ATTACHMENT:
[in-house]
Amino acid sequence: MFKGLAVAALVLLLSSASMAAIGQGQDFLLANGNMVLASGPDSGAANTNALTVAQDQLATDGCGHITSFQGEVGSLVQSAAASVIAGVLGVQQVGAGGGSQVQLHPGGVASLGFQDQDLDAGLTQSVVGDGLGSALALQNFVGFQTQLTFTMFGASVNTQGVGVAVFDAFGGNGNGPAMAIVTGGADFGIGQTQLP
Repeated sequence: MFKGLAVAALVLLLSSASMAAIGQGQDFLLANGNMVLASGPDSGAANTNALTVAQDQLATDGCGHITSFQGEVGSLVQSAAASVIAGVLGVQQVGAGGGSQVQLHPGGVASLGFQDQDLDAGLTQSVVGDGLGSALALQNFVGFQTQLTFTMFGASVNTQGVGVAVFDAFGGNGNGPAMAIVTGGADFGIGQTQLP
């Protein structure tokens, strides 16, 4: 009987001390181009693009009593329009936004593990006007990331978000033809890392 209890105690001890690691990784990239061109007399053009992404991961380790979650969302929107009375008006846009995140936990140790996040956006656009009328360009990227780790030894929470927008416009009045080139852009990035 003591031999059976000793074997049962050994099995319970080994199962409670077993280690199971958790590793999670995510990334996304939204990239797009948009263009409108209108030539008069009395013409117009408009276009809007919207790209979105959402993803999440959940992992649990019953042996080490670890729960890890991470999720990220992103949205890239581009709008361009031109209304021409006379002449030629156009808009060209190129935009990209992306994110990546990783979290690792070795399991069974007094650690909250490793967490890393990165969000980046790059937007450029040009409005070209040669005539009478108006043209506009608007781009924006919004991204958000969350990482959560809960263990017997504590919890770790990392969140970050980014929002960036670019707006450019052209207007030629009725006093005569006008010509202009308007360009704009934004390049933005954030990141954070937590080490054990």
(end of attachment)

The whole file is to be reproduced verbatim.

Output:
[in-house]
Amino acid sequence: MFKGLAVAALVLLLSSASMAAIGQGQDFLLANGNMVLASGPDSGAANTNALTVAQDQLATDGCGHITSFQGEVGSLVQSAAASVIAGVLGVQQVGAGGGSQVQLHPGGVASLGFQDQDLDAGLTQSVVGDGLGSALALQNFVGFQTQLTFTMFGASVNTQGVGVAVFDAFGGNGNGPAMAIVTGGADFGIGQTQLP
Repeated sequence: MFKGLAVAALVLLLSSASMAAIGQGQDFLLANGNMVLASGPDSGAANTNALTVAQDQLATDGCGHITSFQGEVGSLVQSAAASVIAGVLGVQQVGAGGGSQVQLHPGGVASLGFQDQDLDAGLTQSVVGDGLGSALALQNFVGFQTQLTFTMFGASVNTQGVGVAVFDAFGGNGNGPAMAIVTGGADFGIGQTQLP
């Protein structure tokens, strides 16, 4: 009987001390181009693009009593329009936004593990006007990331978000033809890392 209890105690001890690691990784990239061109007399053009992404991961380790979650969302929107009375008006846009995140936990140790996040956006656009009328360009990227780790030894929470927008416009009045080139852009990035 003591031999059976000793074997049962050994099995319970080994199962409670077993280690199971958790590793999670995510990334996304939204990239797009948009263009409108209108030539008069009395013409117009408009276009809007919207790209979105959402993803999440959940992992649990019953042996080490670890729960890890991470999720990220992103949205890239581009709008361009031109209304021409006379002449030629156009808009060209190129935009990209992306994110990546990783979290690792070795399991069974007094650690909250490793967490890393990165969000980046790059937007450029040009409005070209040669005539009478108006043209506009608007781009924006919004991204958000969350990482959560809960263990017997504590919890770790990392969140970050980014929002960036670019707006450019052209207007030629009725006093005569006008010509202009308007360009704009934004390049933005954030990141954070937590080490054990």